Western Canada's Glaciers Hit 7000-Year Low

Oct 30, 2007
Western Canada's Glaciers Hit 7000-Year Low
Overlord Glacier: 7000 years old. Glacier in background.

Tree stumps at the feet of Western Canadian glaciers are providing new insights into the accelerated rates at which the rivers of ice have been shrinking due to human-aided global warming.

Geologist Johannes Koch of The College of Wooster found the deceptively fresh and intact tree stumps beside the retreating glaciers of Garibaldi Provincial Park, about 40 miles (60 km) north of Vancouver, British Columbia. What he wanted to know was how long ago the glaciers made their first forays into a long-lost forest to kill the trees and bury them under ice.

To find out, Koch radiocarbon-dated wood from the stumps to see how long they have been in cold storage. The result was a surprising 7000 years.

"The stumps were in very good condition sometimes with bark preserved," said Koch, who conducted the work as part of his doctoral thesis at Simon Fraser University in Burnaby, British Columbia. Koch will present his results on Wednesday, 31 October 2007, at the Geological Society of America Annual Meeting in Denver.

The pristine condition of the wood, he said, can best be explained by the stumps having spent all of the last seven millennia under tens to hundreds of meters of ice. All stumps were still rooted to their original soil and location.

"Thus they really indicate when the glaciers overrode them, and their kill date gives the age of the glacier advance," Koch explained. They also give us a span of time during which the glaciers have always been larger than they were 7000 years ago — until the recently warming climate released the stumps from their icy tombs.

Koch compared the kill dates of the trees in the southern and northern Coast Mountains of British Columbia and those in the mid- and southern Rocky Mountains in Canada to similar records from the Yukon Territory, the European Alps, New Zealand and South America. He also looked at the age of Oetzi, the prehistoric mummified alpine "Iceman" found at Niederjoch Glacier, and similarly well-preserved wood from glaciers and snowfields in Scandinavia.

The radiocarbon dates seem to be the same around the world, according to Koch. It's important to note that there have been many advances and retreats of these glaciers over the past 7000 years, but no retreats that have pushed them back so far upstream as to expose these trees.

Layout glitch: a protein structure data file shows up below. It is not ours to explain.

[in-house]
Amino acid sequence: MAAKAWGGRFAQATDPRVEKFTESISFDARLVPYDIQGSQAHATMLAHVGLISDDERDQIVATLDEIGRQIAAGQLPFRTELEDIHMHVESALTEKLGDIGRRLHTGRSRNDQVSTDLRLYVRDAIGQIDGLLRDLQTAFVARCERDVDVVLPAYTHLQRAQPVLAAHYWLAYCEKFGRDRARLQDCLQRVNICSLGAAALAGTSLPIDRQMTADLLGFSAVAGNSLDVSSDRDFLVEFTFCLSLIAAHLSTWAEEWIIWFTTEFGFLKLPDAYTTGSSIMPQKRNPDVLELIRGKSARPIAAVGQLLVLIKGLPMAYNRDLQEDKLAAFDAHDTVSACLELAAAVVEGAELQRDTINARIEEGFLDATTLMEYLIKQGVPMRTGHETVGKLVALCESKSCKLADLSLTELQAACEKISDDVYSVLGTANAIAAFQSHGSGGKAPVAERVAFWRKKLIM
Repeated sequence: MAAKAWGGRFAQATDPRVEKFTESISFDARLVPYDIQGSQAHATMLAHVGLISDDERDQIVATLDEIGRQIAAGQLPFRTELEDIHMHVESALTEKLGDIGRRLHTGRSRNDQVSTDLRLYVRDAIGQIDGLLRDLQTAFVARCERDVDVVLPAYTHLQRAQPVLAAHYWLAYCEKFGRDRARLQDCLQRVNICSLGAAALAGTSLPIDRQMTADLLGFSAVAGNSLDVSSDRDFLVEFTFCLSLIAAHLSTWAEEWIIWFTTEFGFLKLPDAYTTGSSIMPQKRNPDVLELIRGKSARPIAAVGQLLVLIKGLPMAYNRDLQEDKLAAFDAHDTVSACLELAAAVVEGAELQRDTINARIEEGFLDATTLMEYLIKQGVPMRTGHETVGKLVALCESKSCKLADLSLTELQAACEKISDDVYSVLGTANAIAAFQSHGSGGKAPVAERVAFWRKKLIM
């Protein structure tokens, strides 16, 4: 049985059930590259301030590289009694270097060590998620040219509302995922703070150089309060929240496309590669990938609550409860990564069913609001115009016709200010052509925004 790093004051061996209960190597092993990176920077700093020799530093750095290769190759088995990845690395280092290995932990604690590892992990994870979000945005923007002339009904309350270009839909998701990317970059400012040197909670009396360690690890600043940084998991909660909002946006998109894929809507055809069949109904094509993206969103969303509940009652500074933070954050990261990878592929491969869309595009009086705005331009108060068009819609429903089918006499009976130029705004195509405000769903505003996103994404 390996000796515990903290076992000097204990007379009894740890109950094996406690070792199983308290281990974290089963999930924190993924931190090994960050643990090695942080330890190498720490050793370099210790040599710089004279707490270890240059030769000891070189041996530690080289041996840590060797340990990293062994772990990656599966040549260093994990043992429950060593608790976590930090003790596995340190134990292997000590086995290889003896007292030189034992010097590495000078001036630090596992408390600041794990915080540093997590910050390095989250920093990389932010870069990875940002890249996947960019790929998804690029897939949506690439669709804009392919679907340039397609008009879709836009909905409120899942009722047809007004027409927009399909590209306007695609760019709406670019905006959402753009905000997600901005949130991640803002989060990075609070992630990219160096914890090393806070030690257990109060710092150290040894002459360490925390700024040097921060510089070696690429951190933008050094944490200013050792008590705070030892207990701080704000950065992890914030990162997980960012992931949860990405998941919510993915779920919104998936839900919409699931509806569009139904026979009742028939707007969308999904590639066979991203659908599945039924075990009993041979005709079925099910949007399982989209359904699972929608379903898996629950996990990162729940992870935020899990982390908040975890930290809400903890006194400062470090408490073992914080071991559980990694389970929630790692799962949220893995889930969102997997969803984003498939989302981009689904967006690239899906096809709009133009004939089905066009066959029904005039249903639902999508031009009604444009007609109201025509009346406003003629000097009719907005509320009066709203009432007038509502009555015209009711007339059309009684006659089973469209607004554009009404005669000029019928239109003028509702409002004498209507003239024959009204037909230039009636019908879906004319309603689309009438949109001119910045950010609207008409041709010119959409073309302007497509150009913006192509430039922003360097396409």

The age of the tree stumps gives new emphasis to the well-documented "before" and "after" photographs of retreating glaciers during the 20th century.

"It seems like an unprecedented change in a short amount of time," Koch said. "From this work and many other studies looking at forcings of the climate system, one has to turn away from natural ones alone to explain this dramatic change of the past 150 years."

Source: Geological Society of America

Explore further: 2014 Antarctic ozone hole holds steady

add to favorites email to friend print save as pdf

Related Stories

Samsung vows changes after mobile profit plunges

29 minutes ago

Samsung Electronics Co. admitted erring in its smartphone strategy and vowed Thursday to overhaul its handset lineup after profit from those devices tumbled last quarter to the lowest in more than three years.

WhatsApp founders own nearly $9B in Facebook stock

39 minutes ago

WhatsApp founders Jan Koum and Brian Acton received 116 million shares of Facebook stock currently worth nearly $9 billion when they sold their unprofitable messaging service to the social networking leader earlier this month.

Student science projects explode with rocket

40 minutes ago

Eighteen groups of students have lost science projects that were onboard an unmanned rocket that exploded in Virginia after taking off for the International Space Station.

Billionaires' $10m gift to Yale stirs debate in China

41 minutes ago

A Chinese billionaire couple's $10 million gift to Yale University sparked controversy among the country's Internet users Thursday, with some arguing that the money would be better spent on schools in China.

Recommended for you

2014 Antarctic ozone hole holds steady

11 hours ago

The Antarctic ozone hole reached its annual peak size on Sept. 11, according to scientists from NASA and the National Oceanic and Atmospheric Administration (NOAA). The size of this year's hole was 24.1 million ...

New study finds oceans arrived early to Earth

14 hours ago

Earth is known as the Blue Planet because of its oceans, which cover more than 70 percent of the planet's surface and are home to the world's greatest diversity of life. While water is essential for life ...

Magma pancakes beneath Lake Toba

14 hours ago

Where do the tremendous amounts of material that are ejected to from huge volcanic calderas during super-eruptions actually originate?

User comments : 3

Adjust slider to filter visible comments by rank

Display comments: newest first

mikiwud
not rated yet Oct 31, 2007
Surely,if the trees had been under a glacier for 7000yrs,they would have been worn away or ejected at the moraine by the movement?
GuruShabu
3 / 5 (2) Oct 31, 2007
Who knows that the global warming is due to human influence?
This is the typical distortion of information adding something not related to it.
Global warming is a fact.
Human influence in global warming is speculation. Thus it should be treated as such.
lengould100
not rated yet Dec 05, 2008
And, in your system of logic, will remain speculative until what further proof is provided?

Please sign in to add a comment. Registration is free, and takes less than a minute. Read more

Click here to reset your password.
Sign in to get notified via email when new comments are made.